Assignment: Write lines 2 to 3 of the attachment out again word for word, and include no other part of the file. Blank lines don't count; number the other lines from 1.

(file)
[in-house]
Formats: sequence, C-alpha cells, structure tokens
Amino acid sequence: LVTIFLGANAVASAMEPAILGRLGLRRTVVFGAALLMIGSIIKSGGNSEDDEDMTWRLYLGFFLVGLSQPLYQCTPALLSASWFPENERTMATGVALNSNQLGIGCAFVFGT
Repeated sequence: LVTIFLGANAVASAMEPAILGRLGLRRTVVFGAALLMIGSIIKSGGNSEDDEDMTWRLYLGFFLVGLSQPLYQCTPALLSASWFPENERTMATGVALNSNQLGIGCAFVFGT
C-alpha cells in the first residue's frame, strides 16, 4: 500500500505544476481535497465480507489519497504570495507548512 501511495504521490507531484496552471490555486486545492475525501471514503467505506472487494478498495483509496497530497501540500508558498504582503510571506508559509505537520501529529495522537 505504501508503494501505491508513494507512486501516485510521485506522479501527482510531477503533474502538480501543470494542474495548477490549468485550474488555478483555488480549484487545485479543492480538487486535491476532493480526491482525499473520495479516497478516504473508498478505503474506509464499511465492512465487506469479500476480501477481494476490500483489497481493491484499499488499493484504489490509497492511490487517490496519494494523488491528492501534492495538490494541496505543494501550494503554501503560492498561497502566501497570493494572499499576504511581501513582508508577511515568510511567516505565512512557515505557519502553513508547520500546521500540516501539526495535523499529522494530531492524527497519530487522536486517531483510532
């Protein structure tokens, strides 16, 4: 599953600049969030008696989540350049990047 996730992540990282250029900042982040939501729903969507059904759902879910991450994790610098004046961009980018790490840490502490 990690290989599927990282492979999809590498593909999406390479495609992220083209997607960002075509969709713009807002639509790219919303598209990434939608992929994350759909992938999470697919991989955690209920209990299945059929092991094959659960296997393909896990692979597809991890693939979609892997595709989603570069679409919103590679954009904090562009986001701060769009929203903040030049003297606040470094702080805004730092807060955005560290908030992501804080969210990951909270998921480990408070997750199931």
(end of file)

Formats: sequence, C-alpha cells, structure tokens
Amino acid sequence: LVTIFLGANAVASAMEPAILGRLGLRRTVVFGAALLMIGSIIKSGGNSEDDEDMTWRLYLGFFLVGLSQPLYQCTPALLSASWFPENERTMATGVALNSNQLGIGCAFVFGT